A farmer’s relationship with Mother Nature is often very different than most people who do not rely on the weather for their livelihood. Sure, we all love a bright and sunny day outdoors or wish for rain for our lawns and gardens, but the reality is that if weather is not a major part of your profession or doesn’t directly affect your finances, you might feel inconvenienced or annoyed but it is not a matter of survival.
With farmers, their livelihood is very dependent on weather as it can make or break a crop each year, so it makes a lot of sense that they are much more passionate about the weather.
The relationship between farmers and weather may seem indescribable at times and may often be more of a love/hate relationship, but there two words that seem to sum it up: unpredictable and indispensable. Be it one farmer and his personal feelings about the weather or five farmers and their disagreements on what weather we need, everyone has different experiences. So, since we can’t change or even impact the weather, we thought we would look at some common misperceptions about farmers and the weather.
All farmers want the same weather
Is there anything more frustrating than hearing someone in the same zip code as you celebrating a change in the weather while your crops are suffering? Probably, but it doesn’t always feel like it when you are in the middle of it.
While it may seem that farmers all either want it to rain or are all praying for a nice break from too much moisture, this is not always the case. In fact, we often see just the opposite. One farmer may be hoping for dry, warm weather for one field and may want a good soaker to revive his crops in another field.
Rain often varies, even a couple miles apart. Some areas may only get a few tenths of rain, while a field a nearby may benefit from an inch or even more from a rainfall. Desired weather is also dependent on the particular crop. Water use for different crops varies as does the timing when moisture is critical for peak crop development. Corn, for example, uses the most water during silking and grain fill which is critical to maximizing yield. With soybeans, they need the largest amount of moisture during pod development to pod fill. This timing can vary by crop and by field, especially when fields may have been planted at different times and may be at various growth stages throughout the season.
With Rainy Weather, at least the Farmers are Happy.
We have all heard it before. According to the local meteorologist and even the guy in the corner booth at the local hotspot, when it is raining it may not make a lot of people smile, but it should at least be good for the farmers. Right?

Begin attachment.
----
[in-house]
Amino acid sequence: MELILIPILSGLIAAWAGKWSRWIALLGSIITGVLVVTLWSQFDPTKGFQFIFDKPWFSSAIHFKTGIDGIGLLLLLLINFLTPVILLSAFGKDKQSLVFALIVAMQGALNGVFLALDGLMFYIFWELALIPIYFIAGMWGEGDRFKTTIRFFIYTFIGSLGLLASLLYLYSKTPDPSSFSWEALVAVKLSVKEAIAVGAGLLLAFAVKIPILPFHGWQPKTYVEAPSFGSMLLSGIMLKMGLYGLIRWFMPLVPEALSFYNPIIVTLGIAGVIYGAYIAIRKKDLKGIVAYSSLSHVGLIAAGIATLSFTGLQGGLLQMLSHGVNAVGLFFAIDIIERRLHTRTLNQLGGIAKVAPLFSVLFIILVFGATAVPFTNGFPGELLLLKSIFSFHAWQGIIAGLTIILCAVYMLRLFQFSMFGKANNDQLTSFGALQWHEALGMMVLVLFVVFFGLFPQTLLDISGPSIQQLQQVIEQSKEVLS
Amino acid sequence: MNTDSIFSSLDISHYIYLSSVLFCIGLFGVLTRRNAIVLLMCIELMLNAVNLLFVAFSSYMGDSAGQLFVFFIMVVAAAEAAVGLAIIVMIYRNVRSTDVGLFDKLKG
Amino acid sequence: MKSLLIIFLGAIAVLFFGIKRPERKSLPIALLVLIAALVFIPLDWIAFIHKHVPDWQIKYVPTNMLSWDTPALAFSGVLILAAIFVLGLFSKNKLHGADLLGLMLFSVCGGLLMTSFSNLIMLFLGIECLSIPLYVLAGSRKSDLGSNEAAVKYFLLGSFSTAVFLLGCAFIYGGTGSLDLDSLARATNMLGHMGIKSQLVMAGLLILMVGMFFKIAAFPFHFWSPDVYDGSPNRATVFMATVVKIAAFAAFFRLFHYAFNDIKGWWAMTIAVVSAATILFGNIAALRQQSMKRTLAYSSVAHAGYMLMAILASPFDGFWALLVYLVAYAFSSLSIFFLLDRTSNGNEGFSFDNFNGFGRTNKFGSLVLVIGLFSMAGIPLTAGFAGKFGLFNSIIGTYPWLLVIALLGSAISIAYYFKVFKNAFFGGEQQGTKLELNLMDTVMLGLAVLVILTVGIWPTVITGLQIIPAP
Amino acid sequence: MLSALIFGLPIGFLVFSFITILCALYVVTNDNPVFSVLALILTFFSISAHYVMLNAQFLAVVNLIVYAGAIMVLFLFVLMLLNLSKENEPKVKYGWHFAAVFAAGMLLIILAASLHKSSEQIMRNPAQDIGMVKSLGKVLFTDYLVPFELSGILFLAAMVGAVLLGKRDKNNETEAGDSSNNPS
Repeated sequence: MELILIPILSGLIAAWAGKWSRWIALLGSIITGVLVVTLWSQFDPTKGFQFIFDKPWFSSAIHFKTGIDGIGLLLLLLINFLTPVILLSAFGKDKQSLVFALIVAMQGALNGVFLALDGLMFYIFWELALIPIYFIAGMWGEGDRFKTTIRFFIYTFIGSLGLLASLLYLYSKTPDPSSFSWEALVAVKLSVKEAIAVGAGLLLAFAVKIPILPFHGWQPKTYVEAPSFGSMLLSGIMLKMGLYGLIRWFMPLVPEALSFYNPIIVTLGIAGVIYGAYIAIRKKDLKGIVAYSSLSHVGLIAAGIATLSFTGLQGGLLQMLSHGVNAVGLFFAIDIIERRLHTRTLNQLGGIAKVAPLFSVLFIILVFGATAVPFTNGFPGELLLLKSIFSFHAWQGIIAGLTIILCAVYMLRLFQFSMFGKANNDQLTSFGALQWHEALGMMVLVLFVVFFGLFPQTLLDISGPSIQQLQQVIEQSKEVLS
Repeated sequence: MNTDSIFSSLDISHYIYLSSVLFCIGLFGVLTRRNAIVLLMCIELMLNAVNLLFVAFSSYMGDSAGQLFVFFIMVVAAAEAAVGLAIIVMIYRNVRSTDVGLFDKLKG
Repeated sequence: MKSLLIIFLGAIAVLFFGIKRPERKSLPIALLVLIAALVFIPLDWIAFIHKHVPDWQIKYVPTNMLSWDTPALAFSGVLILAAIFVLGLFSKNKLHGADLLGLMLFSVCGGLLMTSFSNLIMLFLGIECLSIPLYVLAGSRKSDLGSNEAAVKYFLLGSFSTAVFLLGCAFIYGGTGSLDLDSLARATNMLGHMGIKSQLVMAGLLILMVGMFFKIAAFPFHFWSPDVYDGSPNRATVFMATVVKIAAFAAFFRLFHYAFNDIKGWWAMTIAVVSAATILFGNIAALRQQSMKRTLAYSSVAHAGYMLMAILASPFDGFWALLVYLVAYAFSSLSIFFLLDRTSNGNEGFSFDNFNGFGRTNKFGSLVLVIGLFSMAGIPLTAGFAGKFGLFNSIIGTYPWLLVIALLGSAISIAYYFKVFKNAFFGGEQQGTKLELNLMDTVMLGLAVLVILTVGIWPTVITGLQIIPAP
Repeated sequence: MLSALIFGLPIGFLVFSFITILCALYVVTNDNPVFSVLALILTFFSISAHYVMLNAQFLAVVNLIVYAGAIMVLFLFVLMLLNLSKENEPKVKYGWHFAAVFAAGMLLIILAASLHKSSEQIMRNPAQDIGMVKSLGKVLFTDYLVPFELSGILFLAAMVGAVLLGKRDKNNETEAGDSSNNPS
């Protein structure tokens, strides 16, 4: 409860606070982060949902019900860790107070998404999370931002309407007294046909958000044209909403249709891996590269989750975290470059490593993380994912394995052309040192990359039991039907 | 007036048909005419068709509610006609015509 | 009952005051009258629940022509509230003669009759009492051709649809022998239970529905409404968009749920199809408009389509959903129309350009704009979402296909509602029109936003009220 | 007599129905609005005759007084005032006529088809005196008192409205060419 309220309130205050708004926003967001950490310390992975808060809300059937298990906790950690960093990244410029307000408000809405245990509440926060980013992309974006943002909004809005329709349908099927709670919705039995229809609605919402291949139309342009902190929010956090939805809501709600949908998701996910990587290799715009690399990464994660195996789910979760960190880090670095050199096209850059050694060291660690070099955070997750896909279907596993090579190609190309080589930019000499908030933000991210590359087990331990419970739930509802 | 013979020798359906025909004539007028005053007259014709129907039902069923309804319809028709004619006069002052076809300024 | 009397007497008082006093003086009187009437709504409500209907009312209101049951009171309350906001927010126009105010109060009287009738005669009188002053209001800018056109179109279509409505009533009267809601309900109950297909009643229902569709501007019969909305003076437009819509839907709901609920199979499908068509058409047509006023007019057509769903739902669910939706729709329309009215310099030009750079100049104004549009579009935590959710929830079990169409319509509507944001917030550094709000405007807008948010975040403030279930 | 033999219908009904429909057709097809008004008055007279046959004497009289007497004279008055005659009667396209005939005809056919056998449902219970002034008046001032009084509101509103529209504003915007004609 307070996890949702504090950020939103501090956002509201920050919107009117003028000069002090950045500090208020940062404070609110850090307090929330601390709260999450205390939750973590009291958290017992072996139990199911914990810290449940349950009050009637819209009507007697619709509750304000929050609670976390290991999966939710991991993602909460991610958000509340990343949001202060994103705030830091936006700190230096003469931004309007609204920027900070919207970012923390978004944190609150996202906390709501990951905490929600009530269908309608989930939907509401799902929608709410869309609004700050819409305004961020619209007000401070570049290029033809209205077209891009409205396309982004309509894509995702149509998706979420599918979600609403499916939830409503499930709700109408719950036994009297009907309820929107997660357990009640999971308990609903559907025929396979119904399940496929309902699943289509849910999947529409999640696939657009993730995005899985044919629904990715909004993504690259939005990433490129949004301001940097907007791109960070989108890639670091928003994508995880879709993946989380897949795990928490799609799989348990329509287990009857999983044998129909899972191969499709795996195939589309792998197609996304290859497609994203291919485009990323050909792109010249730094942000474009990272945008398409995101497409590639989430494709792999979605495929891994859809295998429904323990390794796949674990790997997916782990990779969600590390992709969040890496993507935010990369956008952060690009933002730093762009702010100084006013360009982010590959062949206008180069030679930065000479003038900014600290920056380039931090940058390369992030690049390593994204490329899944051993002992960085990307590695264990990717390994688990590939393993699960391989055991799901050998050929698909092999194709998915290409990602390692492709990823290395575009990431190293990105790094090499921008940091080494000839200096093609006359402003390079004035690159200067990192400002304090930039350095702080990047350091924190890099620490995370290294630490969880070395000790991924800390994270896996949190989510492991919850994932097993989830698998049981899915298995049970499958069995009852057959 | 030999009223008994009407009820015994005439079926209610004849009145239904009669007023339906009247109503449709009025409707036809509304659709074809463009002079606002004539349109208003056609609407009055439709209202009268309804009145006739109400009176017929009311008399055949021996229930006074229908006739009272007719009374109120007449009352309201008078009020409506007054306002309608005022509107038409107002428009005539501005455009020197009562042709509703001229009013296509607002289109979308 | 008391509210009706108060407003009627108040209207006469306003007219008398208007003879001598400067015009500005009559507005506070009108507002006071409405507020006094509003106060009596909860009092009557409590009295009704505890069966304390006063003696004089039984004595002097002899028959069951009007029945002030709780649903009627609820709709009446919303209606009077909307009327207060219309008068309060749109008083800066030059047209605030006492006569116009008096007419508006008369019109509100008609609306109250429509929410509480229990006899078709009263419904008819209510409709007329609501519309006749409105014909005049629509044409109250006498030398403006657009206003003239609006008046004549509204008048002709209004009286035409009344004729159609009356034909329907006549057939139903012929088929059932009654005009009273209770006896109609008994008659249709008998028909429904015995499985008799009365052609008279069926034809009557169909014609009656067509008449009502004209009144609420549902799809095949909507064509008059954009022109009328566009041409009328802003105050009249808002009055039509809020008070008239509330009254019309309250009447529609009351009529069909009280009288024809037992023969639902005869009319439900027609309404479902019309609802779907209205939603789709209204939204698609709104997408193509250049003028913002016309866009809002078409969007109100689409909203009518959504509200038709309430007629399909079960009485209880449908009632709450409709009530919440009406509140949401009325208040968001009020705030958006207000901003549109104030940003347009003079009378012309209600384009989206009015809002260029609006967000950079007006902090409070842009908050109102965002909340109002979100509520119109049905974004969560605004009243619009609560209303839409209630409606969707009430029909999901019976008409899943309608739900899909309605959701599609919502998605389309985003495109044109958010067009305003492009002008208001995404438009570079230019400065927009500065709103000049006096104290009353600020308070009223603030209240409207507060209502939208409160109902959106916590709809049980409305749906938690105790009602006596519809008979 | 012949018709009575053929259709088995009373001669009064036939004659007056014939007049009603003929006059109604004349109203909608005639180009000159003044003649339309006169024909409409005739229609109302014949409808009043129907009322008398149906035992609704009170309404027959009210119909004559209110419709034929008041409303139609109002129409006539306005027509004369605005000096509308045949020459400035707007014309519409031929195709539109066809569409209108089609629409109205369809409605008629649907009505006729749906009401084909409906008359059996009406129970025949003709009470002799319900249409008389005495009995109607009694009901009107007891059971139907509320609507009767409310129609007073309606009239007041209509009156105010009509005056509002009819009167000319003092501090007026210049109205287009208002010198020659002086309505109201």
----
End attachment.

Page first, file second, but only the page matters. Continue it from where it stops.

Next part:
While the general public may have a good understanding that plants need water, they don’t always grasp that sunshine and warmer temperatures might be just what the farmer ordered as crops need more than just moisture to help them grow and reach their maximum yield potential. This is especially true if they have been receiving adequate moisture throughout the season. Too much of anything is not good for any living thing, including crops.
Dealing with crops and different weather needs.
It’s true, but farmers don’t always even know themselves what is at the top of their weather wish list.
Different crops have different moisture needs, so a farmer growing multiple crops may be looking for different weather across their fields. Plus, if they also raise livestock, that adds another level of complexity to their view of the optimum weather. This can cause inner turmoil, along with the external groaning when farmers are asked about their weather wish list.
Often, rain will greatly help out one of their thirsty crops, but a warm, dry spell could aid maturation for another crop. And that is even without taking the different soil types in each field into consideration. Some fields have a lighter, sandier soil that can handle more rain and some have a heavier soil that retains the moisture just fine. Even if controlling the weather was in their hands, it’d be a difficult choice. I guess we’ll just keep focusing on the glass being half full when changes in weather only benefit part of the farm.
Extreme weather brings farmers of all kinds together.
No one ever hopes for extreme weather, including flooding, drought, extreme heat or cold, or even early or late snowfalls.
However, one thing with weather is that, in addition to being a popular topic of conversation, it brings farmers together. Even in the toughest times, farmers are able to come together and be resourceful, looking for ways to make a tough situation better by helping a neighbor or a fellow farmer, counties or states away.
We have seen great examples of this when severe weather conditions impact farmers in a geography and the larger agricultural community pulls together to lend support in labor, equipment or other resources as appropriate. This “we are all in it together” mentality is what makes us proud to be a part of the agricultural community.